I spend quite a bit of my life surrounded by boys. I’m the captain of a Boys’ Brigade Company and a mother of sons rather than daughters. When we took Belarussian children into our home for respite breaks, we always had boys. Even our cat was male. The only time the balance was redressed was courtesy of Amelia and Megan, our two guinea pigs.
I suppose like many people I had assumed that I would somehow recreate the family I grew up in – a son and a daughter. But I was sure in my second pregnancy that I was expecting another boy and I was right. However, if someone had told me I had the choice of only sons or only daughters, I would have gone for the former.
You see, I like boys. I like their liveliness and logic, their strength and their struggle. I like how a mad imp of a boy can turn into a thoughtful, caring young man. Since my teens, I found boys more straightforward and therefore easier to get on with than girls. There was no front, no fakery with them – if a boy disagreed with you or disliked you, you knew it – so there was no back stabbing either. As I’ve grown older, I’m not sure that’s entirely true: they’re more complex than that. But the fact remains – I like boys.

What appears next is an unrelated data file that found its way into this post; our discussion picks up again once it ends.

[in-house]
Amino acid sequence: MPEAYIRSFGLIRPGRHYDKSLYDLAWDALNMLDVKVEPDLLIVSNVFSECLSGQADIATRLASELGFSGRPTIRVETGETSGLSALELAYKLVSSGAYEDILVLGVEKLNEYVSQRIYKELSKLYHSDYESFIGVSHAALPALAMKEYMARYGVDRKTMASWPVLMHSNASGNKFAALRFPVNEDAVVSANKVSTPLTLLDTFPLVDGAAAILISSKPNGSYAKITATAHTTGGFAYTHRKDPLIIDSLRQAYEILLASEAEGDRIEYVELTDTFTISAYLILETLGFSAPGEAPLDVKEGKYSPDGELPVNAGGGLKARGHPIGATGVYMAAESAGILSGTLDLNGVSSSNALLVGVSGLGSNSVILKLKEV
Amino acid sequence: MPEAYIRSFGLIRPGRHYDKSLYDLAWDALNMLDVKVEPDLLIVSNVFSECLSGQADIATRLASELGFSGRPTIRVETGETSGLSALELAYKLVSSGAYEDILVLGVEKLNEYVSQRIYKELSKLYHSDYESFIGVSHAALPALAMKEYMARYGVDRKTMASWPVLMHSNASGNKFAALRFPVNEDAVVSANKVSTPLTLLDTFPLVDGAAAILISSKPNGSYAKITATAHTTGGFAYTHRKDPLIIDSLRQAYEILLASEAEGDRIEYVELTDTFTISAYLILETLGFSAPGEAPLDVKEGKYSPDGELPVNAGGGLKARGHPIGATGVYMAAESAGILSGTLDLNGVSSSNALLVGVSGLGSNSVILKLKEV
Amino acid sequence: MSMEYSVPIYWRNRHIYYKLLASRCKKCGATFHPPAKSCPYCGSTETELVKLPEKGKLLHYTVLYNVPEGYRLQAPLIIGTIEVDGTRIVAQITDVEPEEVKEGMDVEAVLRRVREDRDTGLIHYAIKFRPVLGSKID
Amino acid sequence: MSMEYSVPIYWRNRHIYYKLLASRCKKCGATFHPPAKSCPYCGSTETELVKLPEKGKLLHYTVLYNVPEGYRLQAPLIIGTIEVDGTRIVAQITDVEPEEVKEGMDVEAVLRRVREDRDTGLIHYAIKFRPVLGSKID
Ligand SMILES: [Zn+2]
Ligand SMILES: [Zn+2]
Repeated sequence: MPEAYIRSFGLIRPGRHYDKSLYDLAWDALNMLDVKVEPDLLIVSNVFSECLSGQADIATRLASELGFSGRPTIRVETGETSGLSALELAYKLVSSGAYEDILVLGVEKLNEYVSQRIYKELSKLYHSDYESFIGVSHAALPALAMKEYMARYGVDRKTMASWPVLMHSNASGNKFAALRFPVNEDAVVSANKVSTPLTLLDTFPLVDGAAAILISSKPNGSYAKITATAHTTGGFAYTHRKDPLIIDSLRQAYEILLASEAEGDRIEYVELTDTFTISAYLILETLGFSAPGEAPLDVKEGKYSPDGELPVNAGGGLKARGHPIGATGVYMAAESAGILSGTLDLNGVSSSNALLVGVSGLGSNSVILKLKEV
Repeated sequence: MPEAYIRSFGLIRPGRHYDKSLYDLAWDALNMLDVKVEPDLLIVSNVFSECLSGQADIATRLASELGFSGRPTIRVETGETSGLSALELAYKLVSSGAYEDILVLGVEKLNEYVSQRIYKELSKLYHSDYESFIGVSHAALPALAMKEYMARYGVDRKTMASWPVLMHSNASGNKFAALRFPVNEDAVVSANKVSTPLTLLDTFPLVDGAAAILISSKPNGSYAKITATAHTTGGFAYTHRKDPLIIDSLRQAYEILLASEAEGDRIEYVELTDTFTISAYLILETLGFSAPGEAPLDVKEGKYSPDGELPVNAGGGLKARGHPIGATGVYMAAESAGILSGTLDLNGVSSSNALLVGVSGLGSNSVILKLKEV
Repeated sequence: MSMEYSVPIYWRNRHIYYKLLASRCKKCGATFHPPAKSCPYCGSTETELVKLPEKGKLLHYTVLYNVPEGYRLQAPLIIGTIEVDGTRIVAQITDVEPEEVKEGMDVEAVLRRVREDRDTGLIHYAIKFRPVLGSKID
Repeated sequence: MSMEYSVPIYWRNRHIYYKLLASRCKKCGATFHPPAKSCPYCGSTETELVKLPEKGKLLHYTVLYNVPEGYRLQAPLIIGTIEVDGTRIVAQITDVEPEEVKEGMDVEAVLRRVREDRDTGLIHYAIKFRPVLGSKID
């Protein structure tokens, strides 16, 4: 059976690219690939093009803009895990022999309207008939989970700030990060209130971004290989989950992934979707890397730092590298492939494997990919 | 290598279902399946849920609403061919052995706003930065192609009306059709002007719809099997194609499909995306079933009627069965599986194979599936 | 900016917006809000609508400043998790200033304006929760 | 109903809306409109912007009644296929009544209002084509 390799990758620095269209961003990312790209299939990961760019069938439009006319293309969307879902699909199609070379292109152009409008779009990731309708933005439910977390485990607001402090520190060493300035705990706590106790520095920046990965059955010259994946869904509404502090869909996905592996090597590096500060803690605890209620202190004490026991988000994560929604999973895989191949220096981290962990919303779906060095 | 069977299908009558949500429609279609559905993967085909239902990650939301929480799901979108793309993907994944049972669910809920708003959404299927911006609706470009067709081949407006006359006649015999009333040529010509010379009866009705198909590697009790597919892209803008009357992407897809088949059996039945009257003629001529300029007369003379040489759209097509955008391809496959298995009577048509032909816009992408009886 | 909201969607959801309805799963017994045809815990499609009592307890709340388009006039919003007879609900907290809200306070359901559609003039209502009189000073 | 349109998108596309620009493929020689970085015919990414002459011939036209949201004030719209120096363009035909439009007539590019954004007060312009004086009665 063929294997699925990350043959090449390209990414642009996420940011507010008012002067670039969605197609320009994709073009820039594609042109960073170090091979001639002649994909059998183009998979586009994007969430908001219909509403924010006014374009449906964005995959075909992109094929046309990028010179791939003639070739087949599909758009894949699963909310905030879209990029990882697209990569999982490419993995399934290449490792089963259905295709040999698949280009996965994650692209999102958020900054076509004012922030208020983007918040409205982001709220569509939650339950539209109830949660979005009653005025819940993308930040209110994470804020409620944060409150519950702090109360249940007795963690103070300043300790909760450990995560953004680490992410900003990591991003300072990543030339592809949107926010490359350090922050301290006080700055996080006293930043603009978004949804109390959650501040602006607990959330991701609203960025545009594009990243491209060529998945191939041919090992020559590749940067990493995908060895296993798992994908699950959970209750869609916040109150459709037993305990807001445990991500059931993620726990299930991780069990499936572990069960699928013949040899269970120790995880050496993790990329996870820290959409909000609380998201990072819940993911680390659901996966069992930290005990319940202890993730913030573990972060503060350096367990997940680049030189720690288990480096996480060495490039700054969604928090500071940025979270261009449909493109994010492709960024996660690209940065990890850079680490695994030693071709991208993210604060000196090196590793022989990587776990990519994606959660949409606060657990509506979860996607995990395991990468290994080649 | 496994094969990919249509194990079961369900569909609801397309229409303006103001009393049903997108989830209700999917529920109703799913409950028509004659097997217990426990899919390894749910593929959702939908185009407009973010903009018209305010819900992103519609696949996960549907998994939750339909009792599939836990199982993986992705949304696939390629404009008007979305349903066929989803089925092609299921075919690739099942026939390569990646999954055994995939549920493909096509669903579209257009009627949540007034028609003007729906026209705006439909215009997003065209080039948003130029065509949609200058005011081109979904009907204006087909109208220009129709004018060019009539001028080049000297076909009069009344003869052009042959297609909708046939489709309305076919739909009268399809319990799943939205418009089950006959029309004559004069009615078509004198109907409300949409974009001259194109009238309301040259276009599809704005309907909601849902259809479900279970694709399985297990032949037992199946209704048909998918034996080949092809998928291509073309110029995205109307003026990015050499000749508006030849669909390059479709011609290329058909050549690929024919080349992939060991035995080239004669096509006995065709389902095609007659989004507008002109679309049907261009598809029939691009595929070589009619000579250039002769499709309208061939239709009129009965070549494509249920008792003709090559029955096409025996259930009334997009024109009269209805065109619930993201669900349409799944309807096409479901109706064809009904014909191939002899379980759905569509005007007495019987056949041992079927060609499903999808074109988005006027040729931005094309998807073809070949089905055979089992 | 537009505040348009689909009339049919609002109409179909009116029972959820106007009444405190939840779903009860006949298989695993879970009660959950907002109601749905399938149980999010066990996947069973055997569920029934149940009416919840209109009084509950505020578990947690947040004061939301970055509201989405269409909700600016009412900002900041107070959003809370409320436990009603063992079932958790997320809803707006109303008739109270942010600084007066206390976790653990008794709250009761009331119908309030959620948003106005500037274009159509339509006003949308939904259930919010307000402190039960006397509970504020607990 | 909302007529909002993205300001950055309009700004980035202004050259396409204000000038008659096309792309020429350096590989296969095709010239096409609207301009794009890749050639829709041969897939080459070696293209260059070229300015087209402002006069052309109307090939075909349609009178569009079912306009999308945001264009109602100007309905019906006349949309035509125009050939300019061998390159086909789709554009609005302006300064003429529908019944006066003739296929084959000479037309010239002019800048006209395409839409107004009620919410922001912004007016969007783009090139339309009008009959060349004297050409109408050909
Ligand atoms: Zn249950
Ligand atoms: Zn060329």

There may be times when I feel outnumbered, when the conversation passes me by and I can even feel a bit left out. There have been times when I would phone my mum just to hear another human being speak in whole sentences instead of grunts. And there are still times when I am exacerbated by silliness, terrible puns, and fart jokes.
But I have never missed out by only having sons. Things I had thought were unique to being a mother of daughters – not true, shopping for instance, including choosing jewellery and clothes. There is nothing quite like seeing your son in his first suit. And there is nothing like a fashion conscious young man patiently waiting outside a department store changing room to tell you how much an outfit suits you.
I was never allowed to do my elder son’s laundry when he came from university; in fact, he would text me at work to ask if I had any washing he could do before I came home. My younger son is quite the baker so he is the one who makes cakes to take back to his flat mates at the beginning of each term.
And there are all those other advantages of having sons. They are gentlemanly and kind as only young men can be. They carry bags, hold doors open, and lift heavy loads. They gallantly acknowledge that all the women in their family are forever 21 years old. And now they are grown, they tuck me under their shoulder for a hug, where their shape reminds me nostalgically of their father and grandfather.
They say, ‘I love you’ and, whilst I don’t expect to be the last, I know that I will always be the first woman they said that to.
In this period between their birthdays, I know that I have been truly blessed in my boys.